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January 18, 2007
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MORE: East: Jack of all trades
HOUSTON During a season in which he led the Big 12 in rushing, Kansas running back Jon Cornish proved to be a game-breaker.
Next, he hopes to be a ground-breaker.
The list of Canadians to become starting tailbacks in the NFL is a short one if such a list exists. But Cornish, a native of New Westminster, British Columbia, remains hopeful he can be one of the first, if not the original.
"I don't know any (Canadian) starters," he said after Thursday morning practice. "That's what I want."
Cornish's showing this week in practice for Saturday's East-West Shrine football game may have enhanced his chances. NFL scouts watching from the sidelines at the Houston Texans training center said he has distinguished himself.
"He's looked good this week. He's done a good job," said a scout who was a former NFL running back but asked to remain anonymous. "It's just important that any time you have a chance to make an impression to make sure you make a catch if the ball is thrown to you or whatever.
"Our evaluation based on the way he's played is that he'll have a good opportunity."
That's all Cornish has ever wanted. And he's made the most of it when given an opportunity.
He was offered a scholarship at Kansas only after he sent highlight tapes to his college coaches. A few years later, he rushed for 1,457 yards and eight touchdowns to join Gale Sayers and John Riggins in the group of just five Jayhawks to ever win a conference rushing championship.
But even though he rushed for well over 1,000 yards, some scouts have questioned his speed - particularly his quickness to the hole.
Cornish, though, said he's eager to answer those questions.
"Some guys think I'm slower than I am because they just started watching me this year," he said. "I had some nicks and bruises and that slowed me down."
But that didn't slow him down too much. One pro scouting services lists him as the 84th overall prospect and the sixth running back prospect in the NFL Draft.
Cornish has heard that he's being considered as a possible third rounder, and he hopes to improve that status.
Last year he was selected in the second round of the Canadian Football League draft by the Calgary Stampeders, but he hopes his future is in the NFL.
"I'm thinking NFL for now," Cornish said. "But the CFL is such a great backup option."
Perhaps some day that will be the only backup plan associated with Cornish.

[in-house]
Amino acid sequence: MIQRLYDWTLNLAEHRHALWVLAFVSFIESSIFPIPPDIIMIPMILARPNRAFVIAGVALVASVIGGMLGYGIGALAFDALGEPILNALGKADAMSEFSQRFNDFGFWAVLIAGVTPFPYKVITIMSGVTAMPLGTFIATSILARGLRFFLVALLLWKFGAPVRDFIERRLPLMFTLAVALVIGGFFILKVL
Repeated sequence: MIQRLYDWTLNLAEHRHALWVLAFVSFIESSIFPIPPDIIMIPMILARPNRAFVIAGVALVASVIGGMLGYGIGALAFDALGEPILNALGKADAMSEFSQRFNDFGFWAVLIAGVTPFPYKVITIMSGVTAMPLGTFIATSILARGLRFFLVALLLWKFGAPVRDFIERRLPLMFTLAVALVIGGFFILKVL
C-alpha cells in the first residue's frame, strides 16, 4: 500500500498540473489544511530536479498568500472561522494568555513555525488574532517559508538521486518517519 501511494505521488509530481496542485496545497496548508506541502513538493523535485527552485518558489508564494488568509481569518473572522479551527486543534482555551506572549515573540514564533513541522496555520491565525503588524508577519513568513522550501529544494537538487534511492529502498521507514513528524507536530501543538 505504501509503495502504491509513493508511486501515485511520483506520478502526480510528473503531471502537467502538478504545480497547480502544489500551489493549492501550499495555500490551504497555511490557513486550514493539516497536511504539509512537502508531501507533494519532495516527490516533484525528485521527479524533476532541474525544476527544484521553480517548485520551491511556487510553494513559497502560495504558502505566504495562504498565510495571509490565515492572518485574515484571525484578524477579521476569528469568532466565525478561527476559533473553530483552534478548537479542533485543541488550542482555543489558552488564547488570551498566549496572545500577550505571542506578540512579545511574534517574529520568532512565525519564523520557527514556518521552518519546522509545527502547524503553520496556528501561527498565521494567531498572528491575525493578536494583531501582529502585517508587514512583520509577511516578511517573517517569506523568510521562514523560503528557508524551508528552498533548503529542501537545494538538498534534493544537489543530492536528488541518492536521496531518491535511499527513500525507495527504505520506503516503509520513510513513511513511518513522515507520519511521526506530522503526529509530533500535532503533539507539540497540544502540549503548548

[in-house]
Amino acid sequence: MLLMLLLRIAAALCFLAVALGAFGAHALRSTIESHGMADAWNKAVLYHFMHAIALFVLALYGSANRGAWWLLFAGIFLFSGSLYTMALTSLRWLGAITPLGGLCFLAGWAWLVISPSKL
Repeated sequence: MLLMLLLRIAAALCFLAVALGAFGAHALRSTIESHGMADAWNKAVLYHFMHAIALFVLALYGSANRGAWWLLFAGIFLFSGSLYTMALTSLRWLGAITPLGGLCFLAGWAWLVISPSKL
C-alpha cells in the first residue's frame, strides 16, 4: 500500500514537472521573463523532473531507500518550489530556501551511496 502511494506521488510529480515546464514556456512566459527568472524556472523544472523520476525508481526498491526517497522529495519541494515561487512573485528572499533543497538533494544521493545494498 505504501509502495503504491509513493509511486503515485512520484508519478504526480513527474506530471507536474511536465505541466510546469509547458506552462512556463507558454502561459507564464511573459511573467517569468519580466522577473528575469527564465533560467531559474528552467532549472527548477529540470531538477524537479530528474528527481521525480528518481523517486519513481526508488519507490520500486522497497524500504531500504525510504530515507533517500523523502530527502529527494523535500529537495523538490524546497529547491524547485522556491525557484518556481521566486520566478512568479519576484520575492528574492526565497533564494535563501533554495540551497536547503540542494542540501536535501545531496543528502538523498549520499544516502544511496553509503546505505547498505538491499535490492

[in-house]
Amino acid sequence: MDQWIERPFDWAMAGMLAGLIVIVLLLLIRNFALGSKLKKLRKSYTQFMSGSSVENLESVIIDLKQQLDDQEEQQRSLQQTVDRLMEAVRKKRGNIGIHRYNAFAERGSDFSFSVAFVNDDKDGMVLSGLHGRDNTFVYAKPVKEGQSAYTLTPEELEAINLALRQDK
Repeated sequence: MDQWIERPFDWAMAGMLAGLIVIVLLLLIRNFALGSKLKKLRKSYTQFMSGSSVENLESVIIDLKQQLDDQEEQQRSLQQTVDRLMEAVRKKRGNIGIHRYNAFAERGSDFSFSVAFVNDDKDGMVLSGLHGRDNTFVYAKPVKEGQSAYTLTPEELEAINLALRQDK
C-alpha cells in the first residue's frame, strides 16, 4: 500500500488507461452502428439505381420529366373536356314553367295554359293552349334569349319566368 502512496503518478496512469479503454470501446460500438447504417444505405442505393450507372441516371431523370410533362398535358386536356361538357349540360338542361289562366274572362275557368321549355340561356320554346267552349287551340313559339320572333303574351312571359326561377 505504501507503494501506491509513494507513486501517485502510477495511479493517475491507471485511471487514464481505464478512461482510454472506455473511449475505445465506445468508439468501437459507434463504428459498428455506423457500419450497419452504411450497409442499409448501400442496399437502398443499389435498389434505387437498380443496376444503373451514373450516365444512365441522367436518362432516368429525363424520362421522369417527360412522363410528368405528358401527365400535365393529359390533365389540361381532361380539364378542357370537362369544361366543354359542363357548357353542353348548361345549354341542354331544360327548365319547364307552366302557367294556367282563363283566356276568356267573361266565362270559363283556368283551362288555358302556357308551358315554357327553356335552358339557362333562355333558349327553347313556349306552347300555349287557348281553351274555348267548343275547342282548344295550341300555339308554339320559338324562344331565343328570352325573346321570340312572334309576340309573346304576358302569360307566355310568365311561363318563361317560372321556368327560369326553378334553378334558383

Robison rising: Texas defensive end Brian Robison might have improved his status as much or more than any other player this week. Scouts have been impressed with Robison's agility. Some said he could add enough weight to his 6-foot-3-inch, 270-pound frame to play defensive tackle, if necessary.
Most scouts have projected him as a third round draft choice who could move into the second round.
"I've had a lot of conversations with scouts," Robison said. "They're mainly telling me I'm the type of guy that could make a big impact right off the bat. I'm just happy to have a chance to show my athleticism. Instead of just reading stuff like in our defense (at Texas), I'm just getting in there and playing."
Battle tested: Houston's 6-foot-2-inch, 245-pound Jackie Battle looks to have a future in an NFL backfield. The question is where.
"He's a physical runner," said a scout from an NFL team who asked to remain unidentified. "He's probably a fullback at the pro level."
Scouts have said they thought Battle would be reluctant to move from running back to fullback, but Battle indicated he will do whatever he takes to win a job.
Then, he can try to convince a coach to move him.
Where to play: None of the players on hand know where they will play in the NFL, but at least most know their position. That's more than Iowa State's Austin Flynn can say.
A former Cyclones quarterback, Flynn moved to receiver the last two years. But his best position might be at safety.
Standing out: Washington punter Sean Douglas blasted a kick that covered 70 yards in a practice this week, but his primary highlight was a towering punt that grazed the ceiling of the cavernous Texans indoor training center. Scouts have raved about Baylor cornerback C.J. Wilson, who has shown excellent closing speed and has even better size at 6-feet-1, 196 pounds. Other guys who were mentioned as impressing scouts were Fresno State center Kyle Young, Texas A&M safety Melvin Bullitt and Utah defensive lineman Paul Soliai. Texas running back Selvin Young, who has not returned to practice after leaving two days ago, has a strained quadriceps. Despite the injury, he plans to play in the game on Saturday. A scout said BYU's John Beck was the most polished quarterback here this week, but that Nevada's Jeff Rowe might have the most potential because of arm strength. Texas Tech's Joel Filani and Fresno State's Paul Williams were deep receivers on the West's kickoff return team.